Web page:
"It would also keep us bound by EU legislation at a point where we need economic and legislative flexibility to manage the UK response to the coronavirus pandemic," a government official told the Financial Times on Thursday.
There was also plenty of speculation that the EU would attempt to use an extension to get more money from the UK to help rescue European economies stricken by the pandemic.
Writing in the Spectator, James Forsyth, who often reflects Downing Street thinking, said Number 10 feared any extension would entangle the UK in "schemes designed to protect the European economy and preserve the Eurozone".
EU officials dismissed this as "nonsense," not least because even as a member the UK was never asked to bail out the eurozone.
Furthermore, the financial basis of an extension would differ from the current arrangement. The UK is currently in a 12-month transition period. If that period were extended into next year it would mean the process crossing into a new seven-year EU budget period.
Therefore a new transition would be different from the outgoing one. Britain would be regarded as a "third country", meaning it would choose which EU programmes to participate in, and pay accordingly.
While it would still make payments into the EU budget for the privilege of having full access to the single market, it would fall out of the Common Agriculture Policy (CAP), and would potentially be in fewer EU programmes than it is now.
That would mean the UK’s budget contributions being smaller than during the current transition period. The methodology of what those contributions will be would have to be worked out on the basis of its duration, and on expenditures and receipts that run over from the previous seven-year budget cycle.
"Third countries don’t pay for eurozone issues," said one EU source. "Israel doesn’t pay for any financial problems that Germany and France get into."
All that said, European capitals this week have little choice but to take Mr Frost at his word that the UK will definitely not seek an extension.
However, the negotiations so far do not indicate that both sides are on course for a harmonious trade and future relationship agreement this year.
A breakdown in the talks is therefore very possible by the autumn, or even sooner.
On 27 February, the UK published its negotiating mandate saying there should be "the broad outline of an agreement" in time for the high level conference, an agreement which would "be capable of being rapidly finalised by September".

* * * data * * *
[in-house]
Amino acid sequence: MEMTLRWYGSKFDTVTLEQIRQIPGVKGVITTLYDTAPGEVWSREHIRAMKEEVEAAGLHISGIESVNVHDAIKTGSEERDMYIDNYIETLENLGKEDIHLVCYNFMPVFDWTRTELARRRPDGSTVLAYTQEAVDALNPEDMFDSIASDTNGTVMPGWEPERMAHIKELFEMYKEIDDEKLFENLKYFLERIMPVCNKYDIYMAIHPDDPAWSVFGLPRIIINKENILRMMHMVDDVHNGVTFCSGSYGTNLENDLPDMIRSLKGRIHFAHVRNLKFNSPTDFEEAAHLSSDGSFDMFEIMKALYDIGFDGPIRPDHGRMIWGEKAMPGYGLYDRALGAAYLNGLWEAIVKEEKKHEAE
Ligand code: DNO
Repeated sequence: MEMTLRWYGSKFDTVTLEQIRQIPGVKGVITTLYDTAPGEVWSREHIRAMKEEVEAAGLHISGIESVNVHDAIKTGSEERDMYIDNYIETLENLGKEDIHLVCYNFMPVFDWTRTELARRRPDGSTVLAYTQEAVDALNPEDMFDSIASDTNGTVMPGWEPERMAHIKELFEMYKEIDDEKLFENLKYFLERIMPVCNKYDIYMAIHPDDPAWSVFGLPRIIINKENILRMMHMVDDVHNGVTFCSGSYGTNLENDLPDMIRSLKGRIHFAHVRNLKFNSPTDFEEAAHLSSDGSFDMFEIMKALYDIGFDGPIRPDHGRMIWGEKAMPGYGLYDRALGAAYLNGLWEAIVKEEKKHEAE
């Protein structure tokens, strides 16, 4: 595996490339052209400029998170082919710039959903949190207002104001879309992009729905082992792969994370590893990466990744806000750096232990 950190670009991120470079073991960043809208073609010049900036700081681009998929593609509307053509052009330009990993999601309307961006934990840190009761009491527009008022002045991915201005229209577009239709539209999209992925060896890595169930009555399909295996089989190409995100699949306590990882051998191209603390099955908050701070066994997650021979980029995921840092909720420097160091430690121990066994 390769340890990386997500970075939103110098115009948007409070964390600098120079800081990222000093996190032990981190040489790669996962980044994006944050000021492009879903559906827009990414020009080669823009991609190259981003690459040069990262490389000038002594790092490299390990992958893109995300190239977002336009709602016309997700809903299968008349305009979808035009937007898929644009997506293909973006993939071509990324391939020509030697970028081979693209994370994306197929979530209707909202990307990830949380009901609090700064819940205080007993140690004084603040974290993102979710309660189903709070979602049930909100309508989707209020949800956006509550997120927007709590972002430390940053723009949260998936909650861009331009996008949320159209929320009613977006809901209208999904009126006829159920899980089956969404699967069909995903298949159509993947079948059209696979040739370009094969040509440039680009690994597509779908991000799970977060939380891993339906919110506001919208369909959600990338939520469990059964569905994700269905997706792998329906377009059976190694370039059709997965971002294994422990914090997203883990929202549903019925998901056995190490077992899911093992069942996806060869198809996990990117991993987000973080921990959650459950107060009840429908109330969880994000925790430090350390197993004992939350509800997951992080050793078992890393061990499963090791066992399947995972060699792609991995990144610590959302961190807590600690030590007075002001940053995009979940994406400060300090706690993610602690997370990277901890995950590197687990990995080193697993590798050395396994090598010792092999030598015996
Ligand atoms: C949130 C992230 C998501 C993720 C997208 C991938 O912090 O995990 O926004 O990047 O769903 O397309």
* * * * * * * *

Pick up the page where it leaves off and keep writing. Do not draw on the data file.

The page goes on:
If not, then London would "need to decide whether the UK’s attention should move away from negotiations and focus solely on continuing domestic preparations to exit the transition period in an orderly fashion".
In other words, if things weren’t going to the UK’s satisfaction, it would walk away from the negotiations altogether and start preparing for a no-deal exit.
How likely is this?
European capitals believe the UK has not fully engaged in the negotiations so far, whether, as one diplomat puts it, it is deliberate or because London is entirely consumed by the pandemic.
However, even before the coronavirus began to hit European shores hard, London had, according to diplomats, taken a selective approach to the negotiations, refusing to circulate a complete set of texts, leaving out the most sensitive issues such as the level playing field, governance and fisheries (a fresh set of documents on criminal justice cooperation did land from London on 10 April).
"The text they tabled [at the beginning] seemed to cherry pick across a lot of other EU agreements, with Canada, Japan, South Korea," said one EU diplomat. "They picked their favourite bits and stuck them all together and said, here’s our proposal."
The gaps between both sides will not have been narrowed simply because lawyers have been clarifying, via video conferencing, what the texts mean.
"You can clarify things on a legal basis," says one EU source, "but you still have massive, massive gaps between both sides that can’t only be overcome by lawyers. You need political input at a certain point to overcome some of these massive issues."
But there are now only three virtual negotiating rounds left for any such political input to take effect.
While there is thought to be convergence between both sides on the easy parts - a free-trade agreement for goods and services, aviation, road haulage, energy and civil nuclear cooperation - those "massive" gaps relate to the difficult issues such as the level playing field, governance and fisheries.
So if those gaps aren’t bridged by the time the third of those three virtual negotiating rounds concludes in early June, does the UK’s threat to walk away still hold?
EU diplomats say London, at least, hasn’t repeated the threat. But it’s very hard to see how both sides can make substantial progress on what are the most controversial and sensitive issues with just three negotiating rounds remaining.
British sources say the EU consistently overlooks the importance of the Conservative Party manifesto and the promises made to the British people therein. If the promise to walk away enshrined in the UK’s negotiating mandate is just as sacred, then we are in for a very interesting month of June.